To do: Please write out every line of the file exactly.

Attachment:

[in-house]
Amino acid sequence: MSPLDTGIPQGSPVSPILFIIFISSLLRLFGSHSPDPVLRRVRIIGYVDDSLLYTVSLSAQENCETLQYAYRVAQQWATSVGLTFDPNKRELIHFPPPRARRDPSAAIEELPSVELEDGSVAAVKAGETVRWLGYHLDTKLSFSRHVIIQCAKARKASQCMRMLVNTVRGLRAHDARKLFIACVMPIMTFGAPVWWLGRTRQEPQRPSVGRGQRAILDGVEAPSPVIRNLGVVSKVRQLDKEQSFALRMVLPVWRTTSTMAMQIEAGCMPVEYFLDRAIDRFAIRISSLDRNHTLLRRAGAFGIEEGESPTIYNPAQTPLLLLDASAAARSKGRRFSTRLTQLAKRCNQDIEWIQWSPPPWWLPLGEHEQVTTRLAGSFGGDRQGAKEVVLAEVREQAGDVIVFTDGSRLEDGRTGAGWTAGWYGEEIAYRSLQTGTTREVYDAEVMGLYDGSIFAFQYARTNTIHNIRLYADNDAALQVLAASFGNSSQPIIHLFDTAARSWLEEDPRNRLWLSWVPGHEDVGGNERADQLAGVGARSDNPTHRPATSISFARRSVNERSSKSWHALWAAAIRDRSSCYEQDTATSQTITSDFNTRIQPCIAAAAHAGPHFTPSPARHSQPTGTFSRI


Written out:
[in-house]
Amino acid sequence: MSPLDTGIPQGSPVSPILFIIFISSLLRLFGSHSPDPVLRRVRIIGYVDDSLLYTVSLSAQENCETLQYAYRVAQQWATSVGLTFDPNKRELIHFPPPRARRDPSAAIEELPSVELEDGSVAAVKAGETVRWLGYHLDTKLSFSRHVIIQCAKARKASQCMRMLVNTVRGLRAHDARKLFIACVMPIMTFGAPVWWLGRTRQEPQRPSVGRGQRAILDGVEAPSPVIRNLGVVSKVRQLDKEQSFALRMVLPVWRTTSTMAMQIEAGCMPVEYFLDRAIDRFAIRISSLDRNHTLLRRAGAFGIEEGESPTIYNPAQTPLLLLDASAAARSKGRRFSTRLTQLAKRCNQDIEWIQWSPPPWWLPLGEHEQVTTRLAGSFGGDRQGAKEVVLAEVREQAGDVIVFTDGSRLEDGRTGAGWTAGWYGEEIAYRSLQTGTTREVYDAEVMGLYDGSIFAFQYARTNTIHNIRLYADNDAALQVLAASFGNSSQPIIHLFDTAARSWLEEDPRNRLWLSWVPGHEDVGGNERADQLAGVGARSDNPTHRPATSISFARRSVNERSSKSWHALWAAAIRDRSSCYEQDTATSQTITSDFNTRIQPCIAAAAHAGPHFTPSPARHSQPTGTFSRI